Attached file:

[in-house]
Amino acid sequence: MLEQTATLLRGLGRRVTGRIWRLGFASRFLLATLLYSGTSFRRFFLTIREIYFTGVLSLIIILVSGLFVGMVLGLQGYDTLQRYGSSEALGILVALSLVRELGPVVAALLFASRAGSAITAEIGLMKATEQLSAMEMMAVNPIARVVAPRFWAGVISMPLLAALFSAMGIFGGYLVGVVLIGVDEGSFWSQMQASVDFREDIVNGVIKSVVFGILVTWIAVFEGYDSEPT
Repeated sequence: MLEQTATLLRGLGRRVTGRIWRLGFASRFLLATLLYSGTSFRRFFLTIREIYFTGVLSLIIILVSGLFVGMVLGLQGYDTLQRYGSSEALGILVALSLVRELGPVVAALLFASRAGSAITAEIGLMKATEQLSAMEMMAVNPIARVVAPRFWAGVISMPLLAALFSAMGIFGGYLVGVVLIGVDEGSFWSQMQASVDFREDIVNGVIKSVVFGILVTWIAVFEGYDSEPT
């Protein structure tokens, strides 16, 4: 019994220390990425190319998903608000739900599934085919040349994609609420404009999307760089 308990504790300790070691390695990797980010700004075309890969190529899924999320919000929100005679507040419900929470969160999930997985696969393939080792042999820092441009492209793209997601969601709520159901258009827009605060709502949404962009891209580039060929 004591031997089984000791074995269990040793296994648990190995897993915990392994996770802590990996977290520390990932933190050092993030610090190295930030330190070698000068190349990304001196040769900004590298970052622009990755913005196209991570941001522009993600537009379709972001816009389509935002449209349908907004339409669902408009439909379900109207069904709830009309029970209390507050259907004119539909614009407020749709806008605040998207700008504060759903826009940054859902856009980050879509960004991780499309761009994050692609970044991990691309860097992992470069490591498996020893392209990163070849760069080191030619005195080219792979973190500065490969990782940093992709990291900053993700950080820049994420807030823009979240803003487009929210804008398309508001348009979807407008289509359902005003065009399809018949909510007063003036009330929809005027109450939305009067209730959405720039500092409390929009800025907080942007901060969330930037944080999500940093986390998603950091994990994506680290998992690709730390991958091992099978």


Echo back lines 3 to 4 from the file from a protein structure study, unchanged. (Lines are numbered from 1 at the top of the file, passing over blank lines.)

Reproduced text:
Repeated sequence: MLEQTATLLRGLGRRVTGRIWRLGFASRFLLATLLYSGTSFRRFFLTIREIYFTGVLSLIIILVSGLFVGMVLGLQGYDTLQRYGSSEALGILVALSLVRELGPVVAALLFASRAGSAITAEIGLMKATEQLSAMEMMAVNPIARVVAPRFWAGVISMPLLAALFSAMGIFGGYLVGVVLIGVDEGSFWSQMQASVDFREDIVNGVIKSVVFGILVTWIAVFEGYDSEPT
């Protein structure tokens, strides 16, 4: 019994220390990425190319998903608000739900599934085919040349994609609420404009999307760089 308990504790300790070691390695990797980010700004075309890969190529899924999320919000929100005679507040419900929470969160999930997985696969393939080792042999820092441009492209793209997601969601709520159901258009827009605060709502949404962009891209580039060929 004591031997089984000791074995269990040793296994648990190995897993915990392994996770802590990996977290520390990932933190050092993030610090190295930030330190070698000068190349990304001196040769900004590298970052622009990755913005196209991570941001522009993600537009379709972001816009389509935002449209349908907004339409669902408009439909379900109207069904709830009309029970209390507050259907004119539909614009407020749709806008605040998207700008504060759903826009940054859902856009980050879509960004991780499309761009994050692609970044991990691309860097992992470069490591498996020893392209990163070849760069080191030619005195080219792979973190500065490969990782940093992709990291900053993700950080820049994420807030823009979240803003487009929210804008398309508001348009979807407008289509359902005003065009399809018949909510007063003036009330929809005027109450939305009067209730959405720039500092409390929009800025907080942007901060969330930037944080999500940093986390998603950091994990994506680290998992690709730390991958091992099978």